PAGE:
After finally crawling into Gateway still in a surprising 3rd place. I was met by the wife, The Bryce, Sean, Drew, Claire and Dooley. Which sad to say, (at the time), made me feel not as worthless all of a sudden. So I picked up my checklist, the thermoses and headed in. Filled up, mixed drinks, bought gatorade, soup and coffee, tipped and headed back out. Met John Storkamp right after leaving Gateway, exchanged a few words i.e. whined about the trail conditions. As I gnawed my way towards Mel Georges thinking about when I should abandon the race, a few thoughts crossed my mind. What would Grant Maughan do? What would Johan Steene do? So I decided I had to finish the race. To walk the remaining 100 miles. At about the same time I decided that the race report would be one sentence, “I don’t want to talk about it.”
Closing in on Mel Georges I thought I heard voices behind me. After a while John turned up behind me looking like the terminator, relentlessly pushing forward. The voices I thought I heard was the sound of his skipoles hitting the snow. At Mel Georges the wife and The Bryce showed up again. Which picked me up for a while. I got in a few seconds before John and actually sat down too eat. Last year I looked at the checklist when I was offered a toast and it didn’t say anything about a toast so I declined the offer. I wouldn’t make the same mistake two years in a row. I filled up with fluids and food for the second half of the race. Was given another toast to go since I had waited a year for it. Noticed that John was still not wearing his shoes so I headed out.
Misery. Except for the downhills, those were fun as usual. But mostly misery. Kept looking over my shoulder for John and at my watch to see where skipulk, checkpoint 3, was. Tried not to, impossible not to. Was asked by a biker how far it was to skipulk, about 10km or 7 miles I said. When I finally arrived at skipulk the watch showed that it was in fact 30km (according to the watch). Poor guy, I hope he made it to the finish. At this point of the race I was pretty much out of it. Tried to stare on the ground in front of me, because as soon as I looked up and at the trees all kind of things showed up. Tractors, groups of people, children. That was just at one point. Filled up the thermoses got some coffee and headed towards the finish. Found out that John had left Mel Georges two hours after I left. So I felt confident that I would be able to keep 3rd. After an horrible amount of hours I started to close in on the finish. Somehow I convinced myself that I had moved so slow that John with his terminator walk was closing in. Kept looking over my shoulder and eventually there was the headlamp. Nearly killed myself trying to outrun those bikers.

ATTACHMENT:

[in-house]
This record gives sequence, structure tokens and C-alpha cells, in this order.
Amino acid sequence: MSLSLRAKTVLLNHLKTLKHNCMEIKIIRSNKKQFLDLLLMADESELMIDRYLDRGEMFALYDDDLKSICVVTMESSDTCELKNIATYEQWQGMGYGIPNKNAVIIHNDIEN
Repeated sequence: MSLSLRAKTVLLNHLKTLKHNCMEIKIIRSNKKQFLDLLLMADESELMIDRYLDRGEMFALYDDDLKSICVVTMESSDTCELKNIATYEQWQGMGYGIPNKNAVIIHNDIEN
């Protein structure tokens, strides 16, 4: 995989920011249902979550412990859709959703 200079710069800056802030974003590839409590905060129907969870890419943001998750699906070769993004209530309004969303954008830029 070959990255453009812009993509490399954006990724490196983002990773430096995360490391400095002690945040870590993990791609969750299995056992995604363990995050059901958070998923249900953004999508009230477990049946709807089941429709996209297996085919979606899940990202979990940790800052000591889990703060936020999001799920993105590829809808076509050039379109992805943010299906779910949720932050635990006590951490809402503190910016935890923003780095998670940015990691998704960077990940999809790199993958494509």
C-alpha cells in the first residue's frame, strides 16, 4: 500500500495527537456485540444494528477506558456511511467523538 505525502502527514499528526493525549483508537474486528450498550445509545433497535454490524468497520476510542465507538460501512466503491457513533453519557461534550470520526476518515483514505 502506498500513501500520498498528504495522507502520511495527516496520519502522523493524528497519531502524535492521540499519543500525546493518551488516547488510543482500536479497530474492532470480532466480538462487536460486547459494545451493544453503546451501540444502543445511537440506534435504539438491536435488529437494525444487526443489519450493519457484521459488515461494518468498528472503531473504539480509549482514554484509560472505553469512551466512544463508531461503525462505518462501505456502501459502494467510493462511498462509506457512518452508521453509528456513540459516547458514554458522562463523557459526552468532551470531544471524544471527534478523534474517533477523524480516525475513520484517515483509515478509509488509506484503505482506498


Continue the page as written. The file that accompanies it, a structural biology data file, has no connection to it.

Finished 3rd in 40 horrible hours and 46 grueling minutes. Although, I took a pen, paper and tape and made some alterations to the plaque.
As usual so many to thank. The mind bogglingly nice people of northern Minnesota. To name a few: the race directors Ken and Jackie Kreuger. The Bryce who really made me feel at home up there, together with his friends Steve/Drew/Sean/Clare and Dooley. All the amazing volunteers that help us in defining ourselves. But most importantly Ashley, the wife.